What if positive leaders built positive identities in the workplace?


How would your team describe their capabilities to you? Do they see themselves as a high-performer, valued team member, a great presenter and a real go-getter? Or are they more down about themselves and think they’re nothing special, a bit of a loner, poor public speaker and worry that they could be replaced at a moment’s notice?


What causes someone to have a positive/negative self image?


According to psychologists, the way humans try to make sense of things is to tell ourselves stories about what’s happening and what might happen next. What we often overlook however is the power these stories have to shape our beliefs and the way we think, feel and act as we go about our work.

It’s as if our stories become us.

Many will vouch that it’s natural to focus on the negative rather than positive and this certainly does apply to the things we say and do in the workplace. For example, we may ace a presentation first thing in the morning but in the afternoon get an email about something we forgot to do. That email will have the ability to bring our mood down and we will feel bad and harbour on the small thing we forgot to do rather than remember the important presentation we excelled in earlier that day.


How can leaders prevent the downward spiral of self-doubt?


Professor Laura Roberts from the University of Michigan spoke out during an interview with Psychology Today about how leaders can help employees use these mistakes to build positive identities rather than destroy their confidence.


“If leaders can help people interpret events as an opportunity to grow by becoming more capable in their jobs or by becoming better people as a consequence of their work, they are more likely to experience positive emotions, persist through adversity and have better relationships with their colleagues.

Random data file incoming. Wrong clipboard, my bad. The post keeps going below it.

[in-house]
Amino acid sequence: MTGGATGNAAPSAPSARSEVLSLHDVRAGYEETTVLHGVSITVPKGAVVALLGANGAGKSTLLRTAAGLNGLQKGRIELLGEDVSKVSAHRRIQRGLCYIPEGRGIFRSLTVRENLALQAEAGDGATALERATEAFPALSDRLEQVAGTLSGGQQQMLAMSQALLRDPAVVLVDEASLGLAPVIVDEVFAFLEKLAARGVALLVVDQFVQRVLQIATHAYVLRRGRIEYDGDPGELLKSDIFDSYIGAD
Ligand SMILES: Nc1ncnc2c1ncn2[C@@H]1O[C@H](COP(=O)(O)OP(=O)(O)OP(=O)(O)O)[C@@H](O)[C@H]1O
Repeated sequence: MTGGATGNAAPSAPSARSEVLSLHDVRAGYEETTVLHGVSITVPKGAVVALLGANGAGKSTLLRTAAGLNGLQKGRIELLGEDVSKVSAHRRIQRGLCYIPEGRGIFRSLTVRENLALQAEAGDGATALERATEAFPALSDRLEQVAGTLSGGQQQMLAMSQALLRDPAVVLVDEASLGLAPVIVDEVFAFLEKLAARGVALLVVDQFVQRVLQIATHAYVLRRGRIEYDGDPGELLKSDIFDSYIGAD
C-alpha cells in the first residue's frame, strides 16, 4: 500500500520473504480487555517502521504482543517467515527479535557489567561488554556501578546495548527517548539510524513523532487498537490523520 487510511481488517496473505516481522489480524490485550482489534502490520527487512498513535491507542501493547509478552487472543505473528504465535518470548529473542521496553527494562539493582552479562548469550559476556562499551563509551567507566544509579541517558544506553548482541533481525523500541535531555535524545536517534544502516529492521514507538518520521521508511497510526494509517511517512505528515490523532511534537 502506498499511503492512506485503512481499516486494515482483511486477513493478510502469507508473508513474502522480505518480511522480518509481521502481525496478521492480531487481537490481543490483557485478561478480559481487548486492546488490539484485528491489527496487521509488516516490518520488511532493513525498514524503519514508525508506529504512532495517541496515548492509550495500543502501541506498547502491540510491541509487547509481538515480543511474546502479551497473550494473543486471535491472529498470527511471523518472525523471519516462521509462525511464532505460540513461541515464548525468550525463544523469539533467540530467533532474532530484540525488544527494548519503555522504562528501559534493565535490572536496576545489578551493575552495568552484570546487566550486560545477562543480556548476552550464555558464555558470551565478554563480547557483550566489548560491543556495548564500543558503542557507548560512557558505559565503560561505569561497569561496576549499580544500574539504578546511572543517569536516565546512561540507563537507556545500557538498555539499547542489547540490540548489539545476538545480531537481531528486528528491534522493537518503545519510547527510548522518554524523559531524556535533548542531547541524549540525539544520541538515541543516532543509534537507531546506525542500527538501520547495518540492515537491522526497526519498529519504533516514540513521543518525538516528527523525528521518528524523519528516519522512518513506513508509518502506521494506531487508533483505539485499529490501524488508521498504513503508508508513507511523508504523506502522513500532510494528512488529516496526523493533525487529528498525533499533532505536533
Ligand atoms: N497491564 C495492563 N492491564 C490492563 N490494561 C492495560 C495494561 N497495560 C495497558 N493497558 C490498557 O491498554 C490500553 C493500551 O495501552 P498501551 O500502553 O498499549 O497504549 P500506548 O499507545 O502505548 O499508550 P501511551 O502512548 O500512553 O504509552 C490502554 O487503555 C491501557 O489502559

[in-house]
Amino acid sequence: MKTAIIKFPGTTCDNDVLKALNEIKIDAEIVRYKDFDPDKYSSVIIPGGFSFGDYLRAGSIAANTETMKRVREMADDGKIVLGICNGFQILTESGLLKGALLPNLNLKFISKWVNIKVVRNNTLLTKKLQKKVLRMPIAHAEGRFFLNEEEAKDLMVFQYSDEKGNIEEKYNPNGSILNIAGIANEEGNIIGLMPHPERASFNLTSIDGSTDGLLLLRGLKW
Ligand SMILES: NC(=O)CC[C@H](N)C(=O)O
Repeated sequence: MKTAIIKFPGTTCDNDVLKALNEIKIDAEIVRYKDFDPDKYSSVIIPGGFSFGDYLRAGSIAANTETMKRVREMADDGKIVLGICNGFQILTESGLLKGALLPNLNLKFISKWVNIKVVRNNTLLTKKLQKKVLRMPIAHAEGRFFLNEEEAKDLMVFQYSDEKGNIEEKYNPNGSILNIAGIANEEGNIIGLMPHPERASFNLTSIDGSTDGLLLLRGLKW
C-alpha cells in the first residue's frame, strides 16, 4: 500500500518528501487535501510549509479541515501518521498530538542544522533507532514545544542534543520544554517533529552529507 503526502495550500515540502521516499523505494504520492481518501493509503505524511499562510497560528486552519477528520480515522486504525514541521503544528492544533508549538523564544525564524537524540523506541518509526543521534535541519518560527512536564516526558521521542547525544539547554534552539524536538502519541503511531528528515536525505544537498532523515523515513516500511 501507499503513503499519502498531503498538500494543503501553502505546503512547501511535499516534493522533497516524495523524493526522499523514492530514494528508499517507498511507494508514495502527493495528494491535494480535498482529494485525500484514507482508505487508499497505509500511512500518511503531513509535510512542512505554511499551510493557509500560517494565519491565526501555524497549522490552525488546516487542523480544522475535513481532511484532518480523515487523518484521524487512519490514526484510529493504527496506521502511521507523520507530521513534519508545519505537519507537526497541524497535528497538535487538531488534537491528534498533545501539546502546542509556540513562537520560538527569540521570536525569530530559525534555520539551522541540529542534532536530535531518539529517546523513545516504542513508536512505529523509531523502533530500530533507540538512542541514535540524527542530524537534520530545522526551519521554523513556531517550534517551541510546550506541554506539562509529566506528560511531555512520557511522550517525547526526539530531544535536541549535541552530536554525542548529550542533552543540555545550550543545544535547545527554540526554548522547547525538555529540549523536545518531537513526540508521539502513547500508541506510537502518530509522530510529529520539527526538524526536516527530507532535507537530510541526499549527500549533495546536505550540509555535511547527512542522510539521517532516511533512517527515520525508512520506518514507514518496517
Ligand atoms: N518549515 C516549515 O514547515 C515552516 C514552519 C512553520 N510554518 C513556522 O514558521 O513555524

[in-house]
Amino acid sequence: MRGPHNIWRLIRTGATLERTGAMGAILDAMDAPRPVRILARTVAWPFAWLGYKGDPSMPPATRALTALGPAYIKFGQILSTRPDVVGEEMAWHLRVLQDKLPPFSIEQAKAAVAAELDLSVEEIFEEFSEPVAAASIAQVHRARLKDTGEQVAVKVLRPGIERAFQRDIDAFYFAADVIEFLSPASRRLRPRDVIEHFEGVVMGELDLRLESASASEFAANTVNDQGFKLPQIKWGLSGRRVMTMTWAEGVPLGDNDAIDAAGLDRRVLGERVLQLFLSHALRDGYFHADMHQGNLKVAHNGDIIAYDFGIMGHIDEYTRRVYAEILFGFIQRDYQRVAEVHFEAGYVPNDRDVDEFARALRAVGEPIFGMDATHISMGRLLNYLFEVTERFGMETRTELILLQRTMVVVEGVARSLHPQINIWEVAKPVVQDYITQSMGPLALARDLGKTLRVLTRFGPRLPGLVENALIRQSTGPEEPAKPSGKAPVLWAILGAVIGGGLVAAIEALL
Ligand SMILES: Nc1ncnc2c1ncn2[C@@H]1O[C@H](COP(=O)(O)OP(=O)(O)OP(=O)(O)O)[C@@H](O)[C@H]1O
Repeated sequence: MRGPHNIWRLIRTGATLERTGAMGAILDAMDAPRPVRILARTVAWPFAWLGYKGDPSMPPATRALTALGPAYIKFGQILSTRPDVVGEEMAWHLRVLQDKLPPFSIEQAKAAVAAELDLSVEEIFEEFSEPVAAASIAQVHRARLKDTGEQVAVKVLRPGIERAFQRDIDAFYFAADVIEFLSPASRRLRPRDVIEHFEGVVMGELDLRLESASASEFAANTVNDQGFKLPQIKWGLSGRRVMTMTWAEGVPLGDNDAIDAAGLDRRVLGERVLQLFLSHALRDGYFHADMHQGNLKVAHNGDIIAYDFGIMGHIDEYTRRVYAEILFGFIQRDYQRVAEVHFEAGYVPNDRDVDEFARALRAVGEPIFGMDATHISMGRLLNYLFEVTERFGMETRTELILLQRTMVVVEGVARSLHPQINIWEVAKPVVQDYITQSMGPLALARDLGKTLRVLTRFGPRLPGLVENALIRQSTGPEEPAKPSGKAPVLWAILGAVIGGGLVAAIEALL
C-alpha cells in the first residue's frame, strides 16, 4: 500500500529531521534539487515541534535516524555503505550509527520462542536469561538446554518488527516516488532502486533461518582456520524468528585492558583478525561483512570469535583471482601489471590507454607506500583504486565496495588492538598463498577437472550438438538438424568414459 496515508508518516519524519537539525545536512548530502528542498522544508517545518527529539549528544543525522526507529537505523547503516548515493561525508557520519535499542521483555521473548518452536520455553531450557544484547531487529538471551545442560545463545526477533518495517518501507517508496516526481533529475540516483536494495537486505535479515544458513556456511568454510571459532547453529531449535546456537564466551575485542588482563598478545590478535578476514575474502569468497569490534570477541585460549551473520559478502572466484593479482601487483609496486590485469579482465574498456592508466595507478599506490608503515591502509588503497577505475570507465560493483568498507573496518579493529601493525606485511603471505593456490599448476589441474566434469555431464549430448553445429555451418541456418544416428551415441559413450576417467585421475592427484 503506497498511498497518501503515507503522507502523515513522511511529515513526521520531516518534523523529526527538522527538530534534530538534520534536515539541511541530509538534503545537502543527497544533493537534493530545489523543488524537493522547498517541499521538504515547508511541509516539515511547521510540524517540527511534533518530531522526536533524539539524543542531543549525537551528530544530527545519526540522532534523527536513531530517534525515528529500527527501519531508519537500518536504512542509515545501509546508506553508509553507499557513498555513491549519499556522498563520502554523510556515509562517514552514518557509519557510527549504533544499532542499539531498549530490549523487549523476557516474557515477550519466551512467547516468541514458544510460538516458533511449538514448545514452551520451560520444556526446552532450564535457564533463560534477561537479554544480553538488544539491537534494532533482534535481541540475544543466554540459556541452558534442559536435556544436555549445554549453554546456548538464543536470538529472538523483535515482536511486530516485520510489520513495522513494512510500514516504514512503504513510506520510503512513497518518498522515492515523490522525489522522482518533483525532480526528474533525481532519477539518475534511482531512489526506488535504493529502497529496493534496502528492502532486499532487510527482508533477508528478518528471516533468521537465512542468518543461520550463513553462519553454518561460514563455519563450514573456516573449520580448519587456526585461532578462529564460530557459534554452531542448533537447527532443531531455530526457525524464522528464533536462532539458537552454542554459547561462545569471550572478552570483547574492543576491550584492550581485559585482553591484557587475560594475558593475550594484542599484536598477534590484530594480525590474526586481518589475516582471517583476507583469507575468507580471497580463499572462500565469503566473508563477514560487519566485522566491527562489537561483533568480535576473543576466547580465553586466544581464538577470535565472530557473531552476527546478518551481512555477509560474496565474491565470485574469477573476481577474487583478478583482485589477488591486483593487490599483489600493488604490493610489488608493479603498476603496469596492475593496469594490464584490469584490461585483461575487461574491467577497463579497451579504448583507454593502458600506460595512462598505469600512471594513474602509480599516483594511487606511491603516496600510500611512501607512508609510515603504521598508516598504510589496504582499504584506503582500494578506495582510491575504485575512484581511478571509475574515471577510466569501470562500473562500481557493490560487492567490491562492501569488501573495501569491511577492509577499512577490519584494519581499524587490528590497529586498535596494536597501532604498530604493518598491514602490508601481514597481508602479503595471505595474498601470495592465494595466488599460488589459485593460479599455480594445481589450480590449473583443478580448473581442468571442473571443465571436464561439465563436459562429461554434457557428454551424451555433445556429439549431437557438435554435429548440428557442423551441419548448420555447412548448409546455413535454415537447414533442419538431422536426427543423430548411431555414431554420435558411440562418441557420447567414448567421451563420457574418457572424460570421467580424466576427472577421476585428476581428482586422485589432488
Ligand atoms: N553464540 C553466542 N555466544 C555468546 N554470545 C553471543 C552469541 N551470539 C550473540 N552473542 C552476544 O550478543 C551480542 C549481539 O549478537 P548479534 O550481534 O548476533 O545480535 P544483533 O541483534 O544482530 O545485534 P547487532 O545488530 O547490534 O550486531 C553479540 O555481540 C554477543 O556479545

Professor Robert’s also argues that creating positive identities isn’t just about inflating people’s sense of self-worth however. She highlights the importance of helping people to determine the personal characteristics that are valued by others and enable them to operate at their best. Not only does this have benefits for the individual, it also has hugely positive repercussions on the rest of the team. Roberts continued:


“It’s not enough for an employee to just feel good about themselves in isolation. Instead, it’s important for them to understand that by cultivating a more positive identity for themselves, they can start a virtuous cycle. Instead of feeling insecure and the need to pull others down, they can focus enthusiastically and productively on helping other people understand how to bring their strengths to their collective work so that together, they can all help to build a better organisation.”


How leaders can help cultivate positive identities


Laura’s research suggests that there are a number of effective ways this can be achieved:


Craft your own positive identity – lead by example and as hard as it may be, blow your own trumpet and exude confidence (not arrogance however). Recall tales of when you were really growing and developing, when you felt good about yourself and when this was validated by others. Create specific examples of experiences that led to your success and use these to inspire your team.


Have evidence-based conversations – when your team does well there is the tendency to conclude with a generic ‘well done everybody, thanks for all your hard work’. Instead of offering empty praise, try to take the time to engage your team in a collective conversation about how each individual contributed to the team and how this was so valuable. The confidence boost will have a huge impact on productivity and once people start to realise where their strengths lie, they can use them to build a positive identity.


If you would like more information or advice about building positive identities in the workplace, please feel free to contact Chiswick Consulting and we will be more than happy to help.